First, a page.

I’m lucky enough to count surfing, fishing, and hunting among my hobbies. I love them for many different reasons. But mostly because it is being a part of something larger, infinitely larger, and more impressive than any human being’s existence—whether its paddling for a wave that was created 100 miles out at sea by a wind gust, stepping on the banks of a river that was forged by an earthquake 10,000 years ago, looking for rainbow trout to rise for a green drake mayfly hatch, or watching the silhouette of ducks careening through the forest into a pond to feed before sunrise. And these are things that happen every day, habits and cycles that occur over millions of years by trial and error. It’s mind-boggling, something we should appreciate but not in a pedantic way. We need to just sort of give a wink or thumbs up to what’s going on around us more often.
While we are on the subject of hunting and fishing, I know some people out are rather skeptical that one could appreciate nature and then hunt and kill an animal. This is a fair question, and one that Elizabeth Gilbert covers in her book about Eustace Conway. I really liked this passage as well:
Eustace met people who were vegetarian environmentalist and were upset to see him hunt animals. He reached the point where he no longer had the energy to explain how much more destructive to the environment their synthetic-fleece clothing was, seeing that it was made of nonrenewable material produced in polluting and resource-gobbling factories. Or that they didn’t know where their food came from, or how the earth suffered from its manufacture and packaging.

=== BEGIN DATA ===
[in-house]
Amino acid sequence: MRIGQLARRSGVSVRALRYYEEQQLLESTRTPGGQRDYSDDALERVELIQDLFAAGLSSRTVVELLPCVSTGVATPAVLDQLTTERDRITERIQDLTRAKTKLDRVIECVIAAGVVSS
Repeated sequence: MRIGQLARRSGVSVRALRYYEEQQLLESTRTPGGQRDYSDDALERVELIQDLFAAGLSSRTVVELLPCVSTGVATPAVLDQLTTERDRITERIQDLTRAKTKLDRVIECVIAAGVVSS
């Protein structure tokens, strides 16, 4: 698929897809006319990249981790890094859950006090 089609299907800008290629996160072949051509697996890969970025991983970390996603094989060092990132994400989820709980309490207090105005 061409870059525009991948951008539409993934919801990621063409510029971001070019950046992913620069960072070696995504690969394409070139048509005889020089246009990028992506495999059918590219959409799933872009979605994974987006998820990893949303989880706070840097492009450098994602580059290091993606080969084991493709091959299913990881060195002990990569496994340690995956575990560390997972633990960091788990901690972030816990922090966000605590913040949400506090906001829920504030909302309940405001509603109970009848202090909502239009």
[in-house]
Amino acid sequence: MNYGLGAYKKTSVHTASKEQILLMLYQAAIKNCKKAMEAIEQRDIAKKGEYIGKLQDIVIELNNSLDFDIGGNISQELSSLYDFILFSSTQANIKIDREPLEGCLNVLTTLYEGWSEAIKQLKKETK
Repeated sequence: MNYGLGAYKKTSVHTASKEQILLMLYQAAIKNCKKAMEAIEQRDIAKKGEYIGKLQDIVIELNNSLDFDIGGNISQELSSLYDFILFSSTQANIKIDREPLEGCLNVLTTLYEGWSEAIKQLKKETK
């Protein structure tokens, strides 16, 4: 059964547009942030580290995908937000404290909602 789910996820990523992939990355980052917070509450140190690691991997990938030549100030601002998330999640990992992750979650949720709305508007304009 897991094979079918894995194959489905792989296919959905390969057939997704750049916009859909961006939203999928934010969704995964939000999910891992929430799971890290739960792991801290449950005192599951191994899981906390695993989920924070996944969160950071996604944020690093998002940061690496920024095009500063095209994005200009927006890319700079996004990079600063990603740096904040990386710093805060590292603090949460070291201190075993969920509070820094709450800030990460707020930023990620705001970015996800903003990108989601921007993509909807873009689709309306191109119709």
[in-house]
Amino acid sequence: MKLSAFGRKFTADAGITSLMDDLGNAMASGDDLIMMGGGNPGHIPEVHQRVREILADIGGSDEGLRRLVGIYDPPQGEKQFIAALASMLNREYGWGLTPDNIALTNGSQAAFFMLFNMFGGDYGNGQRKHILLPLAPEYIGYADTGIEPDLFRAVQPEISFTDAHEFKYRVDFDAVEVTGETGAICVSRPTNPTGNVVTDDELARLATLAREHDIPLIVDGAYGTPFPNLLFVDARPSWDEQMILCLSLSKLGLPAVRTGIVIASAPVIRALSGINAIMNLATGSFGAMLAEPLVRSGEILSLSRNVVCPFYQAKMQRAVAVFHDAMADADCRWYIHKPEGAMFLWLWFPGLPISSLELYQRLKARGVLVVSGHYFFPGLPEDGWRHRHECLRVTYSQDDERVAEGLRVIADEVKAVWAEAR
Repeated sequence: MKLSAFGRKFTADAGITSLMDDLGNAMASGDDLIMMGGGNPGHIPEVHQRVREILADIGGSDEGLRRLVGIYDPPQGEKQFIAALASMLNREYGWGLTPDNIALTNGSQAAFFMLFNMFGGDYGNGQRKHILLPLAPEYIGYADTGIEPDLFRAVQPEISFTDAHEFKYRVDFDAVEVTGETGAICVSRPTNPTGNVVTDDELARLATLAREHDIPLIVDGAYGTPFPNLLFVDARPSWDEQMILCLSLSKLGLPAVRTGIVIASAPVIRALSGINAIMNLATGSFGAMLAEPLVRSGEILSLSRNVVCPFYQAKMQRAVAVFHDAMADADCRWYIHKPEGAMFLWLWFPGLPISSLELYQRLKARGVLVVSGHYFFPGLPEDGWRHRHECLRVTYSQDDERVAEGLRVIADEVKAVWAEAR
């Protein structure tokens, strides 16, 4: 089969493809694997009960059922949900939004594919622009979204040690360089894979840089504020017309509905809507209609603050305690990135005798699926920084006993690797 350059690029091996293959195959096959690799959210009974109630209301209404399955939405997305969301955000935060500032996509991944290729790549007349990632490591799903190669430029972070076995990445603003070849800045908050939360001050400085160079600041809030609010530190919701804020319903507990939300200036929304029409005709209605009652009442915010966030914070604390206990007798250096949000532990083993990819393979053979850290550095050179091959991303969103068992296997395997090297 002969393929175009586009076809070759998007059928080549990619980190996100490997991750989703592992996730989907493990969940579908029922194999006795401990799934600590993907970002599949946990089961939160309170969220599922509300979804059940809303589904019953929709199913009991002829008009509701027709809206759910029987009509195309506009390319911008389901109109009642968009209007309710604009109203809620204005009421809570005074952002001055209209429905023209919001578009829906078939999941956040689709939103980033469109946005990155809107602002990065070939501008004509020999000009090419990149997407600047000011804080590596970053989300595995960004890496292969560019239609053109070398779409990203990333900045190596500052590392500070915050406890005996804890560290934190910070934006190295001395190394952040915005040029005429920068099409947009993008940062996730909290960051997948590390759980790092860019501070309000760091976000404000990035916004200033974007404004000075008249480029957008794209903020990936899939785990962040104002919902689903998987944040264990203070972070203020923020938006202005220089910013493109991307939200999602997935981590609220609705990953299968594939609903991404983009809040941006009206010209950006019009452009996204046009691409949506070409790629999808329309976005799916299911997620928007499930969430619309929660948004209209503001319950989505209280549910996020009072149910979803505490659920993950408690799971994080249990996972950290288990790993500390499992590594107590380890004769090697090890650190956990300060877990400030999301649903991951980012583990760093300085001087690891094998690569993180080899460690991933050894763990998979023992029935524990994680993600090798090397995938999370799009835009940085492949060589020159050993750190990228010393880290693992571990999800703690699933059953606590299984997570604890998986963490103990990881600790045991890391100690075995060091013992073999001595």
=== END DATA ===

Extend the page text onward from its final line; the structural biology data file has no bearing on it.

Now I realize I’m initiating a whole other type of argument or philosophy, but I think the point is that it can be constructive to think about what’s happening around us in a different light, to consider the imperative, and sometimes brutal, cycle of life among the species of Mother Earth.
Humans, and especially Americans, have just become numb to aesthetics and wonderment. We’ve have taken such enormous leaps forward—I often celebrate our progress. But staring at our phones or at the television all day has become alarmingly prevalent to a large number of people in society. Sitting on a back porch doesn’t seem to be such a time-honored tradition as it once was.
I’m guilty of it too. If my iPhone doesn’t connect to the internet fast enough to settle an argument about what I think Bill Murray whispered to Scarlett Johansson at the end of Lost in Translation, I almost want to smash it against the wall. It makes me feel like Kanye West or something. And I love great service as well, always searching for the path of least resistance, like most everyone else. But I’m really going to try more these days to stop and smell the roses (PUN intended). I think we all could benefit from being outdoors more often. To be more aware. One Eustace Conway quote I tried to absorb was:
There’s no way you can have a decent life if you aren’t awake and aware…you must show up for your
Own life. The most extraordinary gift you’ve been given is your own humanity, which is about consciousness, so honor your consciousness.
It’s naive, overly idealistic, and a bit simplistic to agree with Eustace Conway’s philosophies in the book, that America will and should go back to nature, but I think just a bit more admiration and warm recognition of our surroundings isn’t too much to ask, is it?